Yes, Australia and New Zealand won the right to host the 2023 Women's World Cup. And won comfortably with a 22-13 vote against Colombia.
But a closer inspection of the voting revealed a villain in England's Football Association boss Greg Clarke.
Despite plans for the trans-Tasman tournament being marked significantly higher than Colombia by FIFA's technical committee, Clarke still sided with his European colleagues by voting against the Aussies and Kiwis.
Clarke fell in line with UEFA's stance the South American bid could do more for the game given it's already well-established in Australia and New Zealand.
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Colombia is as football-mad as any country on the planet but to this point hasn't quite backed the women's game as well as it could have.
"Even though the Colombian bid was not the one rated highest technically by FIFA, European members of the FIFA council felt it represented a strategic opportunity for the development of women's football in South America thanks to the legacy and increase of attention for the women's game that the tournament would bring to the continent," UEFA explained in a statement.
"It was a choice between two countries – Australia and New Zealand – where women's football is already strongly established, and a continent where it still has to be firmly implanted and has a huge development potential. It's important to add that European members of the FIFA council agreed to vote together on major issues as a matter of solidarity."
ENGLAND REFUSED TO ANSWER ARDERN'S CALL
The Guardian reports Clarke and France's representative Noel Le Graet were "frustrated at the position they found themselves" following a "perceived steamrollering of the decision" in UEFA's meeting ahead of the vote.
But reporter Suzanne Wrack indicated Clarke was forced to toe the line because he's up for re-election as a UEFA representative on the FIFA council next year and would also be conscious of keeping the right people on side as England bids to host the men's 2030 World Cup.
He was such a team player he even turned down a call from New Zealand Prime Minister Jacinda Ardern, who did a ring-around this week in a bid to sway votes.
Football reporters from England were surprised by Clarke's decision.
The Athletic UK's Matt Slater tweeted: "Wow, Greg Clarke, the chairman of the English FA, voted for Colombia instead of a technically superior bid from Australia & N Zealand."
All of Colombia's 13 votes came from Europe and South America, but with FIFA chairman Gianni Infantino and the CAF (Africa) and CONCACAF (North America) delegates voting in favour of Australia and New Zealand, it wasn't a close contest.
Infantino admitted he was surprised to see a block vote in favour of Colombia from football's most powerful confederation but refused to criticise the decision, calling it "democracy".
EDDIE MCGUIRE: 'THIS IS STAGGERING'
Speaking on Triple M's Hot Breakfast, Eddie McGuire slammed the Poms.
"It's good to see that England has voted in solidity with Europe ... that's the mob they've just 'Brexited' from, remember that?", McGuire said.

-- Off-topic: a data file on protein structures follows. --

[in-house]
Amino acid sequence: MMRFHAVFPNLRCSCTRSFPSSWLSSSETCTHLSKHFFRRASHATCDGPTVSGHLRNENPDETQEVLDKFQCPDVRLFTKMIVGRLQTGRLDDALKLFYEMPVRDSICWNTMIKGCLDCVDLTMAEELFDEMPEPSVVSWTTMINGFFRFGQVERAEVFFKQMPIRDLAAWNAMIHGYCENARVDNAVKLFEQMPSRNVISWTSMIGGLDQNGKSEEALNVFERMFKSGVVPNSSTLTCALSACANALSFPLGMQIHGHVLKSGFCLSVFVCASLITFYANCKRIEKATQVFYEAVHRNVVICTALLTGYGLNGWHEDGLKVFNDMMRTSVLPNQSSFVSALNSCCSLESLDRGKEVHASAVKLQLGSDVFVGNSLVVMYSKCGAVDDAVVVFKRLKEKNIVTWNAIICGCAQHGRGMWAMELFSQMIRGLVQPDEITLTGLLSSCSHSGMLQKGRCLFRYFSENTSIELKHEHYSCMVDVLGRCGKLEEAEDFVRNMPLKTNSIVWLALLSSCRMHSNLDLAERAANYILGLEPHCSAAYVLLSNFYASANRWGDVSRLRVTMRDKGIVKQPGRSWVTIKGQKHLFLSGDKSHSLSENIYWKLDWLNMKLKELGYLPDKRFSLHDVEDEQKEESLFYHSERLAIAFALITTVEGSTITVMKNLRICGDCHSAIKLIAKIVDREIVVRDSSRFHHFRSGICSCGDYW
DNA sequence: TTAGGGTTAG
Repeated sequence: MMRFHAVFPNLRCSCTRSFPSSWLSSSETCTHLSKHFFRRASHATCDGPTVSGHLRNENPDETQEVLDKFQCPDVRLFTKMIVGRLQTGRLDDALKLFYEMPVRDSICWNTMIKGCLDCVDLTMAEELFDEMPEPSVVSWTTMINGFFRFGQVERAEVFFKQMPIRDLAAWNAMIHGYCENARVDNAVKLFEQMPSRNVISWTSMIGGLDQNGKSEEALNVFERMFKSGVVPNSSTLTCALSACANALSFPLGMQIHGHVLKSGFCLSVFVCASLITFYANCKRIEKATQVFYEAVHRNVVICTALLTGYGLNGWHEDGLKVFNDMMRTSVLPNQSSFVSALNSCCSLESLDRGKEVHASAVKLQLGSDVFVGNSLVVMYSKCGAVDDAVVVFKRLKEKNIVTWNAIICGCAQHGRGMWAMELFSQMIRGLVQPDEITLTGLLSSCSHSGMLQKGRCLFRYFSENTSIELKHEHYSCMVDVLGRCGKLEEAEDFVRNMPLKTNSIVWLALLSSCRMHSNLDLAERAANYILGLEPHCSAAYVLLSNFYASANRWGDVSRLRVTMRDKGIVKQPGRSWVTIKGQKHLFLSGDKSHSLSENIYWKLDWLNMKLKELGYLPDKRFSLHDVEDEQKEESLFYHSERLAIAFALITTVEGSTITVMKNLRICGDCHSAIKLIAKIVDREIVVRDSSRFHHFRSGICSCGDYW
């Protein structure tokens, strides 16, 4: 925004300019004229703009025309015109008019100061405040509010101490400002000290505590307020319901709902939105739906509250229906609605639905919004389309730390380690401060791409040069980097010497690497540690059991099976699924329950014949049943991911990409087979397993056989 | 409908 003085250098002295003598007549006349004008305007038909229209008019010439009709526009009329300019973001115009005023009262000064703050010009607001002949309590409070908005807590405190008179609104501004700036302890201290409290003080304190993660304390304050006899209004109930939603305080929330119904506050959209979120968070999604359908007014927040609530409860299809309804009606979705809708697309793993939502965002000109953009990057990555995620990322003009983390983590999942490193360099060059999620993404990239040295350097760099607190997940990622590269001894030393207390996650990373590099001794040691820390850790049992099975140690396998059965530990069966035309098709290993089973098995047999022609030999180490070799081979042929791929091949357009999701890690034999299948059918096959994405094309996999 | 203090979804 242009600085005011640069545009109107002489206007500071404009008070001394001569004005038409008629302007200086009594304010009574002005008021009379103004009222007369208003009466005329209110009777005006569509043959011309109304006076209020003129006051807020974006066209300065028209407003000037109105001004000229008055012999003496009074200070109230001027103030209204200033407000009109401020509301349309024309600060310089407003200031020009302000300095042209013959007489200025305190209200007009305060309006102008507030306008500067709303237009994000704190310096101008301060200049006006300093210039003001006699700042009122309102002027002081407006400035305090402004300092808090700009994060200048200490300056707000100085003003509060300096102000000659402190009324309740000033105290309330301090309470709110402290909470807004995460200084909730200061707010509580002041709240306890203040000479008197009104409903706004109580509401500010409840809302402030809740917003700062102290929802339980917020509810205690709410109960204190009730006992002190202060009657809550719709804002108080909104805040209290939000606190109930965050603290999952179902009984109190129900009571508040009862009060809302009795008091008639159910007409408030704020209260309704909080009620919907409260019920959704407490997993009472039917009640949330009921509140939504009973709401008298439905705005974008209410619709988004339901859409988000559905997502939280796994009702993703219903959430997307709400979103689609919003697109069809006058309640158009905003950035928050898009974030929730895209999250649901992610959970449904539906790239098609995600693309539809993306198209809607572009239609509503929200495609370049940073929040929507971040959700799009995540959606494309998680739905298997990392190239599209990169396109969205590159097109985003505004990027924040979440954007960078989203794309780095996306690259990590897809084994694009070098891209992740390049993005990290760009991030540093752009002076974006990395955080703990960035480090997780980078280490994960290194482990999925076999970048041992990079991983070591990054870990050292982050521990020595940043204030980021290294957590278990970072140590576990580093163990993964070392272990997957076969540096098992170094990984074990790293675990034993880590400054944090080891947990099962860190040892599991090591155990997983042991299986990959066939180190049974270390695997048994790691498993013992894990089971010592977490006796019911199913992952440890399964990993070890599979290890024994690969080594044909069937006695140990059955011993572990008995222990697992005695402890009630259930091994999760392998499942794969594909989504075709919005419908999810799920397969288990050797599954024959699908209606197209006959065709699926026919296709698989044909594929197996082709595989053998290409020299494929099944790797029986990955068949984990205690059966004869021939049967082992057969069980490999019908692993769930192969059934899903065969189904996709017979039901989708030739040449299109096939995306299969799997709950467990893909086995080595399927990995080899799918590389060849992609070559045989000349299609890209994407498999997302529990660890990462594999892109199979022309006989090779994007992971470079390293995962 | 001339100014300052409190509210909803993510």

"So just remember, next time we have a world war and you call us up, we'll remember, OK?
"That is staggering that the Poms could look themselves in the mirror today not voting (for Australia and New Zealand).
"Here's the other block they're involved in mate, it's called the Commonwealth, how about that one?
"They've voted... Columbia or Australia and New Zealand, 'Ah OK, which ones? That'd be the ANZACs wouldn't it? Yeah, that's good we remember them at Gallipoli don't we? Two world wars, yeah yeah yeah, sent all the food parcels over during the wars, yeah nah we'll vote for Colombia'.
"Fair dinkum. So when they come, remember OK? What a low act."
Football Federation Australia CEO James Johnson was also upset. "I think that was quite disrespectful to be honest with you," he said. "I must say we are disappointed with the way the FA voted."
Socceroos legend Tim Cahill had the best response to Australia's win, tweeting "football's coming home" — a cheeky poach of England's famous catchcry.
The expanded 32-team tournament - eight more than the 2019 edition in France - is expected to open in July 2023.
The winning bid proposed 12 cities with seven in Australia and five in New Zealand. It includes the main stadium used for the 2000 Sydney Olympics.
After a successful World Cup last year, FIFA wants the next women's tournament to further establish its independence from the men, and show it is commercially attractive.
At least $100 million is expected to be paid by the governing body in 2023 - for prize money, team preparation costs and to clubs releasing players for the tournament - FIFA president Gianni Infantino pledged last year in France.
Ahead of the bid the Australia-New Zealand team left nothing to chance, with New Zealand Prime Minister Jacinda Ardern personally hitting the phones in an attempt to secure the tournament.
Ardern and Australian counterpart Scott Morrison both featured in the campaign's final presentation, which was seen before the vote.
Auckland's Sky Tower and The Sydney Opera House and were lit up on Thursday to celebrate the joint bid.